The Importance of Being Earnest
Nottingham Playhouse Theatre Company
Astonishingly it’s five years since I last reviewed The Importance of Being Earnest and remarked then how hard the cast had to work to extract something different from Wilde’s wonderful script.
When a theatre company revives a play which has been successfully performed often over the past 100 years, it has to put up with comments from cynics that it’s been chosen as a crowd-pleaser and a sure-fire financial success.
But what struck me while watching Giles Croft’s production was that many people in the audience were guffawing in such a way that it appeared they were watching Wilde’s comedy for the first time.
Whether it’s your initial or umpteenth version of The Importance of Being Earnest, there’s plenty to enjoy in this one.
Croft, the Playhouse’s artistic director, has a steady pair of hands when he’s offering a traditional take on a classic. Here he’s employed a terrific cast who clearly relish their roles.
For The Importance of Being Earnest to succeed, there has to be chemistry between Algernon Moncrieff and Jack Worthing, a different rapport between Jack and Gwendolin Fairfax and Algy and Cecily Cardew, and affinity of a contrasting nature for the two young women.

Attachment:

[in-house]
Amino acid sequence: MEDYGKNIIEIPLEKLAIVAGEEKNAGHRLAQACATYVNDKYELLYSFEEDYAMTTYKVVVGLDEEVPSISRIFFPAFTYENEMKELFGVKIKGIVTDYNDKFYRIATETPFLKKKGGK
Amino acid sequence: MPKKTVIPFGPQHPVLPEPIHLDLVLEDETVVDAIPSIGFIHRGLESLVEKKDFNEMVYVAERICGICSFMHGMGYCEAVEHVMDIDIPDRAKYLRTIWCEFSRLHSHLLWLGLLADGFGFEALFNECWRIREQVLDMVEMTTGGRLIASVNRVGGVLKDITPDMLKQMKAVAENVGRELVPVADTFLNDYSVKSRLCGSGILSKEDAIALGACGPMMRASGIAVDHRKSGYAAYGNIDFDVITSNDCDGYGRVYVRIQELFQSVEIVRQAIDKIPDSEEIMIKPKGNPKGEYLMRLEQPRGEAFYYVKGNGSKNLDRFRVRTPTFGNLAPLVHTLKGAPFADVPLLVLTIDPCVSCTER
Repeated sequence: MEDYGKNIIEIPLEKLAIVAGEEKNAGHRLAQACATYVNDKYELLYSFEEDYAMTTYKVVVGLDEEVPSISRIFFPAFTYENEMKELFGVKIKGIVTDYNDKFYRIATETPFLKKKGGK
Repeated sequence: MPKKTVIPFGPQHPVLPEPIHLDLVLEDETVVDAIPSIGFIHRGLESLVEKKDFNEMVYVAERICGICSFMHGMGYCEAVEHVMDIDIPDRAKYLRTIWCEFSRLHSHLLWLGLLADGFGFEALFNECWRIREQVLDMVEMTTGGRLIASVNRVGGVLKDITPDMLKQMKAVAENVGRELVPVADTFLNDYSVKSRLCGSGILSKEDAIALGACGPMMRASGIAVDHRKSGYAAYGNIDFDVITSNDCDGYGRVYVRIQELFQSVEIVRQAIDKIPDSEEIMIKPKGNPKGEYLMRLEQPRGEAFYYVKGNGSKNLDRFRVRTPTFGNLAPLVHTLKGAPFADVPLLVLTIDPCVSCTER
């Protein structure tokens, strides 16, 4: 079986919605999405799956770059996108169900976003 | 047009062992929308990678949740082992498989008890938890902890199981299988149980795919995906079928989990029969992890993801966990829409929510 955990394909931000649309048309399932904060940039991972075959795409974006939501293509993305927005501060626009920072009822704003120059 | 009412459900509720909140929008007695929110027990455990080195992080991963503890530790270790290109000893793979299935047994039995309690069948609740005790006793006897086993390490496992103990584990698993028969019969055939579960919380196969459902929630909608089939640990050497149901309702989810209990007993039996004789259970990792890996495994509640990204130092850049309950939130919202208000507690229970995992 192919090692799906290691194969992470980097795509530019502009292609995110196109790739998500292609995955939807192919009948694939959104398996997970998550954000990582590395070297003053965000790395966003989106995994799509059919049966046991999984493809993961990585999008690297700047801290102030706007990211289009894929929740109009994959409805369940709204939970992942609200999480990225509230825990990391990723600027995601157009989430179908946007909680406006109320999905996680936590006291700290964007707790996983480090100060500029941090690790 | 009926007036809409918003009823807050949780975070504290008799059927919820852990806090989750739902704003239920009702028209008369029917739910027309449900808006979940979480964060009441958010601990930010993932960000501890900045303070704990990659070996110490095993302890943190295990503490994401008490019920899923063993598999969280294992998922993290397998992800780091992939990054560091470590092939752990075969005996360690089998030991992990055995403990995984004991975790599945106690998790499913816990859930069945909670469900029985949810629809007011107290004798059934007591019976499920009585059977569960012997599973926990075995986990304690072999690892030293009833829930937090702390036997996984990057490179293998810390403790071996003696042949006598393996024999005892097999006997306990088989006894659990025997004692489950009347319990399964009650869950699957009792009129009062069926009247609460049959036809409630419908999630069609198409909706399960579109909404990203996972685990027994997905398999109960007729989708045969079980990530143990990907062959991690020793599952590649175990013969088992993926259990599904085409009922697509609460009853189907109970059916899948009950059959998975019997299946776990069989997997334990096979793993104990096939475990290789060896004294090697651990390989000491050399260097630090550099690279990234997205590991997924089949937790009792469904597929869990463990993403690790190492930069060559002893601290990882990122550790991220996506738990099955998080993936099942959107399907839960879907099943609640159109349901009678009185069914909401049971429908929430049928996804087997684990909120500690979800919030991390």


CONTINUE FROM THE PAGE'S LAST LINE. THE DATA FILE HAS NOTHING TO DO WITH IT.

Sam Callis, probably best known for playing Sgt Callum Stone in The Bill, shows how versatile he is with a spirited performance as Jack, indignant over Algy’s “bunburying” yet not averse to inventing a younger, amoral brother to disguise his philandering ways.
Hywel Morgan slips effortlessly into the role of Algy, more louche than his friend yet retaining the audience’s empathy for the character.
Rokhsaneh Ghawam-Shahidi quickly changes from a determined young woman who knows her own mind to an obedient daughter who cowers whenever Lady Bracknell puts her in her place.
Her scenes with Anjli Mohindra as Cecily, initially greeting each other with warmth and generosity only for the relationship to crumble into nastiness because of confused identities, are a treat.
As for Lady Bracknell, Joanna Brookes almost steals the show.
Last year she appeared in a rep season at Newcastle-under-Lyme’s New Vic, giving what I described as a “master class” in the role of Mrs Malaprop in Sheridan’s The Rivals.
As Lady Bracknell she provides haughtiness mixed with practicality and puts over the lines as though Wilde had written them for her.
There’s not the merest hint of Edith Evans in her “A handbag?” proclamation which is infused with laughter—an excellent touch.
There are impressive cameos from Playhouse regulars Claire Storey as a refreshingly natural Miss Prism and panto dame John Elkington as Canon Chasuble along with Robert Banfield as the butlers Lane and Merriman.
This production shows that if a theatre earnestly puts importance in a well-chosen cast and an astute director, the results will be wildly successful.
Reviewer: Steve Orme